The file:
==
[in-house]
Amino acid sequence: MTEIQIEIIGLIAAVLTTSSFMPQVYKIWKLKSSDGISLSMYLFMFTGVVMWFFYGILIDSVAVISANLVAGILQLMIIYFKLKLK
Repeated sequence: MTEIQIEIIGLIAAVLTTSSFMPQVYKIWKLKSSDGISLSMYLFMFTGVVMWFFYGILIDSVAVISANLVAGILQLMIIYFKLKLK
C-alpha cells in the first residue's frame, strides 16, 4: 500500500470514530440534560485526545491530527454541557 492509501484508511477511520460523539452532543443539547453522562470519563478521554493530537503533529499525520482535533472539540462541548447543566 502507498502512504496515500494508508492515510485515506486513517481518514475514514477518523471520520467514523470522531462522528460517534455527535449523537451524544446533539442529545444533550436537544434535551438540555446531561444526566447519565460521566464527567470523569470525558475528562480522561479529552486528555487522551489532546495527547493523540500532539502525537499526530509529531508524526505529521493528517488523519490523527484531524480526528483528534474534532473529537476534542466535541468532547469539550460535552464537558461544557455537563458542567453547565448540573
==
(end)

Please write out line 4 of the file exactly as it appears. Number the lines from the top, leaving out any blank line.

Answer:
C-alpha cells in the first residue's frame, strides 16, 4: 500500500470514530440534560485526545491530527454541557 492509501484508511477511520460523539452532543443539547453522562470519563478521554493530537503533529499525520482535533472539540462541548447543566 502507498502512504496515500494508508492515510485515506486513517481518514475514514477518523471520520467514523470522531462522528460517534455527535449523537451524544446533539442529545444533550436537544434535551438540555446531561444526566447519565460521566464527567470523569470525558475528562480522561479529552486528555487522551489532546495527547493523540500532539502525537499526530509529531508524526505529521493528517488523519490523527484531524480526528483528534474534532473529537476534542466535541468532547469539550460535552464537558461544557455537563458542567453547565448540573